Sunday, November 22, 2009

2 Much G2?

President Obama recently finished up a three day visit to China in order to court China's cooperation on a number of foreign policy issues, but such a trip didn't do much to re-assure India of its relationship with the United States. Although President Obama and President Hu Jintao refrained (thankfully) from using the phrase G-2, such was the tone of the visit.

I understand the importance on getting China on board with the direction that the U.S. desires. Almost every issue that the United States is pursuing globally relies on support and cooperation from Beijing - economic crisis, climate crisis, North Korea and Iran crisis, etc.

Personally, I think the President did a much better job in China than you might read about and wasn't even offended at Obama's respectful bow to the Emperor of Japan. But let's not forget about how strategic India might become to the interests of the United States, especially, if the War in Afghanistan is actually a proxy for keeping Pakistan stable.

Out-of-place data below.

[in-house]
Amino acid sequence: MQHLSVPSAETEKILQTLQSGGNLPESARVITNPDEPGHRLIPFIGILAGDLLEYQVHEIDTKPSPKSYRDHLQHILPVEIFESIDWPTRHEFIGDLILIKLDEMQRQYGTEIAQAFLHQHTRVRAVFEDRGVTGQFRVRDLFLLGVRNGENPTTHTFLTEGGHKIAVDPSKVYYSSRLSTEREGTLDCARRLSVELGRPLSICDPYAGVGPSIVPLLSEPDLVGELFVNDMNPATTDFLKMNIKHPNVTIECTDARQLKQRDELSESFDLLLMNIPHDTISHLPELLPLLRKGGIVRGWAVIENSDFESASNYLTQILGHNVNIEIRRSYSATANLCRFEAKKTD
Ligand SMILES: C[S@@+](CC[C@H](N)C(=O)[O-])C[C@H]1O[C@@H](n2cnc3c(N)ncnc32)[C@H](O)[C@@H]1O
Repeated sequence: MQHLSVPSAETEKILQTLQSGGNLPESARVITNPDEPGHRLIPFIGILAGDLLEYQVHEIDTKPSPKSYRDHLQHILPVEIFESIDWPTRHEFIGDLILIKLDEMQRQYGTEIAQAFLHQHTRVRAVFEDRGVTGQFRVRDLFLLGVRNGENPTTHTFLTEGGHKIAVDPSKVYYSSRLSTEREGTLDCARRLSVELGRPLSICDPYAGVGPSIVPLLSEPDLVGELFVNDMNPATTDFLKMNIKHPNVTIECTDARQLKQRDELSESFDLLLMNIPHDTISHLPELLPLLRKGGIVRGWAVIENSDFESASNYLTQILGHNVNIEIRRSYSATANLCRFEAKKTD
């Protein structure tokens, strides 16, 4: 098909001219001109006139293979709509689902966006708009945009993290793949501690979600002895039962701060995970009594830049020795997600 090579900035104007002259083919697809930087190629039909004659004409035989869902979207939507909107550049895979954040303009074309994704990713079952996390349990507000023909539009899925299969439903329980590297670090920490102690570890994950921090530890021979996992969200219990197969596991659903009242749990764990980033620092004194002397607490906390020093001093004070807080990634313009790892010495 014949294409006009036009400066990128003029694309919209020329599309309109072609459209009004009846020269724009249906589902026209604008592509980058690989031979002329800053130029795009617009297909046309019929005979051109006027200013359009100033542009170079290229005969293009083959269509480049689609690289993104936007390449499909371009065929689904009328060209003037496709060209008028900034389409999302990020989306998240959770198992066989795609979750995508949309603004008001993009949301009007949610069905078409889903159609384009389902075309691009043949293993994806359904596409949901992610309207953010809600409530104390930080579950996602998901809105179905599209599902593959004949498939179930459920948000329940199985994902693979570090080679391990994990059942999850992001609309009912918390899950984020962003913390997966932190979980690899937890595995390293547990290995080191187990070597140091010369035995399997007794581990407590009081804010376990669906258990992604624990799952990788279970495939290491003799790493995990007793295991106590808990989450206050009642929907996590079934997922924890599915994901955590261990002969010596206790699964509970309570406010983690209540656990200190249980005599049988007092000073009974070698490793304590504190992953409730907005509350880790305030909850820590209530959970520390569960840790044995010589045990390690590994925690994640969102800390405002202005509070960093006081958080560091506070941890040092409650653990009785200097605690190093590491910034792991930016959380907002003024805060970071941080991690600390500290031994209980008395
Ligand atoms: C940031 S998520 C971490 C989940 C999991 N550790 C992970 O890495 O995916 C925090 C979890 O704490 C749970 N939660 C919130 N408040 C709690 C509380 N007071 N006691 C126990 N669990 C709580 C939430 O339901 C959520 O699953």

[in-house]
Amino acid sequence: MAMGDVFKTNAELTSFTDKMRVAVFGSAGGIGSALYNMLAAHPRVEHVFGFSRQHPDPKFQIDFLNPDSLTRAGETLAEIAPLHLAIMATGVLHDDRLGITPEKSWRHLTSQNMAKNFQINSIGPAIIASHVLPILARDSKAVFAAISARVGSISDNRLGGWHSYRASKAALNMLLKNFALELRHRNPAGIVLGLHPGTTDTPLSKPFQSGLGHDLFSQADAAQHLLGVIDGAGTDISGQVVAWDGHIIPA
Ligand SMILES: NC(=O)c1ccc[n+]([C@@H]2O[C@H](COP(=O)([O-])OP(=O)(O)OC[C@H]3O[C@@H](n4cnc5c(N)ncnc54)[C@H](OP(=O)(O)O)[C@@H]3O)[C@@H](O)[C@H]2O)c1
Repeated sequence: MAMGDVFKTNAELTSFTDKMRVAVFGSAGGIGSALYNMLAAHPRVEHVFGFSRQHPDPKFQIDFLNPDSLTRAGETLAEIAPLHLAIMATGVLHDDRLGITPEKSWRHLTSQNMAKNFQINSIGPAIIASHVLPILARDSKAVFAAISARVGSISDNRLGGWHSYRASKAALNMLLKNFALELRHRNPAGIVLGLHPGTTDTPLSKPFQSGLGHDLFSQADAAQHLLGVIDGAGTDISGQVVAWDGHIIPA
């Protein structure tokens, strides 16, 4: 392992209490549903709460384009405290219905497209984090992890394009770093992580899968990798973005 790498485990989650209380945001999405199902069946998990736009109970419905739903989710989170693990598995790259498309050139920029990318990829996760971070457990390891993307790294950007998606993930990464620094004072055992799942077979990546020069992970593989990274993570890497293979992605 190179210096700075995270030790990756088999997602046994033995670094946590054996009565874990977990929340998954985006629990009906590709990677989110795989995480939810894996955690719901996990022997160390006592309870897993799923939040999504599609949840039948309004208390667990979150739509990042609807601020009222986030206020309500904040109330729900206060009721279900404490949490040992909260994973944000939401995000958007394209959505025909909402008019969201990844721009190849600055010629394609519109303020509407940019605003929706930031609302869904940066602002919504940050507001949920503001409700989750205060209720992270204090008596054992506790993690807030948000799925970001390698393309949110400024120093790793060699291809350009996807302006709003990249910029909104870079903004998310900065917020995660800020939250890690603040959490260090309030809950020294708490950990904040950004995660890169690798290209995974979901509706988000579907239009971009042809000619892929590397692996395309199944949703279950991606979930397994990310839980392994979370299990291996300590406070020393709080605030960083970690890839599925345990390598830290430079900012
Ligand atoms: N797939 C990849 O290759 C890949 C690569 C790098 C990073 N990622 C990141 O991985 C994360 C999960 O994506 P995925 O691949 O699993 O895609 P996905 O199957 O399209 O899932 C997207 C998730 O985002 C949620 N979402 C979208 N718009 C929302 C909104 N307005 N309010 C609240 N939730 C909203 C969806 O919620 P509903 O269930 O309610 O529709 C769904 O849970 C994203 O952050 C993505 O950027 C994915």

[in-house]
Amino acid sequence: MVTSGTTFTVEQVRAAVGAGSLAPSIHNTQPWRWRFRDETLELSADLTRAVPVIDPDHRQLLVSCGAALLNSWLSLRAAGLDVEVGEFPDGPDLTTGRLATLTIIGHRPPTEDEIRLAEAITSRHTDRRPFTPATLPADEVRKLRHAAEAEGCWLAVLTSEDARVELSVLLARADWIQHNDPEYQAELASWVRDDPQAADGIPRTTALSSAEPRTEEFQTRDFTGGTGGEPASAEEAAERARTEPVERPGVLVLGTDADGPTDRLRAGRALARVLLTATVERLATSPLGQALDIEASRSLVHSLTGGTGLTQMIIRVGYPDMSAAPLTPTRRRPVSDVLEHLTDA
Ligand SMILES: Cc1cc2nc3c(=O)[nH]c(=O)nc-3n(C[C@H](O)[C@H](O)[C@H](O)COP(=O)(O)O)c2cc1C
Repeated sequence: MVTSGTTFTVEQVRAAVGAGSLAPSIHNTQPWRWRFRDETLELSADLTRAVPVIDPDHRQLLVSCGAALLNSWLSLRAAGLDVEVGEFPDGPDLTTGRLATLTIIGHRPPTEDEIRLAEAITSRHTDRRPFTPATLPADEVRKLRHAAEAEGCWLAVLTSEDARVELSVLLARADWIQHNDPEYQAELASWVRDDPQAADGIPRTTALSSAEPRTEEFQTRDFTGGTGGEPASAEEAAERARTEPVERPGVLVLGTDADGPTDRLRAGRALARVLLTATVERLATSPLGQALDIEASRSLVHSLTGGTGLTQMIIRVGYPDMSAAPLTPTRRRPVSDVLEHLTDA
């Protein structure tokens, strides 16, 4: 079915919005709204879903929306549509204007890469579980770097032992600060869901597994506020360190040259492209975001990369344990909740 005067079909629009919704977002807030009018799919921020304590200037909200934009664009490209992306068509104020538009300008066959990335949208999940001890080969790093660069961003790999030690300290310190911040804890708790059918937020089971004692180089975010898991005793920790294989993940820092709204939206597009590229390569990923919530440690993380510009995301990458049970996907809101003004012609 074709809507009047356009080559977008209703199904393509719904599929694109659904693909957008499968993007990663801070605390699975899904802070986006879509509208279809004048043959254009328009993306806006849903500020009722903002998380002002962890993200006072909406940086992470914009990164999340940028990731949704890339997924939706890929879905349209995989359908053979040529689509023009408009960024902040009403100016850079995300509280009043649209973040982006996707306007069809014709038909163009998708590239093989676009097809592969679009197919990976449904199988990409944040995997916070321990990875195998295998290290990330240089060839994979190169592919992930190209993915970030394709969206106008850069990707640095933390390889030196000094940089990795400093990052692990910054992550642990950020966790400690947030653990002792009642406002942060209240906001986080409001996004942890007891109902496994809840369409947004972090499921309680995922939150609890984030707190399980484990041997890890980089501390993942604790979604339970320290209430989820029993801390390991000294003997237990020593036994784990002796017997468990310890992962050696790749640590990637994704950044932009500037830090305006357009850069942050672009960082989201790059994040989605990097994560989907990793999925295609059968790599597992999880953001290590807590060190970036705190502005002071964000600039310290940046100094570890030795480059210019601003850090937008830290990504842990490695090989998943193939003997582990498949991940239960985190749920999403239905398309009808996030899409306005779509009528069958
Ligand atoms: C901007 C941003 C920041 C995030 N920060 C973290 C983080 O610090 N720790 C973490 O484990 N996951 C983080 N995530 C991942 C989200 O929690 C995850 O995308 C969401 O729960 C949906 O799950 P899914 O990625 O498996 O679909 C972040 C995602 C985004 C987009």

Health relationships with India are extremely important - increasingly so, as the U.S. becomes more involved in the region. Our growing connection with China should not, at the same time, marginalize India and put them on the back burner. If Afghanistan and Pakistan continue to deteriorate, the United States will have to rely on a positive relationship with New Delhi to prevent the domino effect of violence. It's not hard to imagine a city in India -Mumbai perhaps- being attacked by terrorists from a neighboring country -Pakistan perhaps. It's not hard to imagine because it already did happen this time last year. Thankfully, both India showed more restraint and patience in response to the terrorist attacks than did America's last administration.

The Financial Times quoted a south Asia expert saying that, "The Indians don't trust this White House. They're already pining for the Bush years."

Hopefully relations on that bad yet. Let's hope Obama's meeting with Indian Prime Minister Manmohan Singh is able to convince the Indians of the U.S.'s commitment to them and their involvement within the region.

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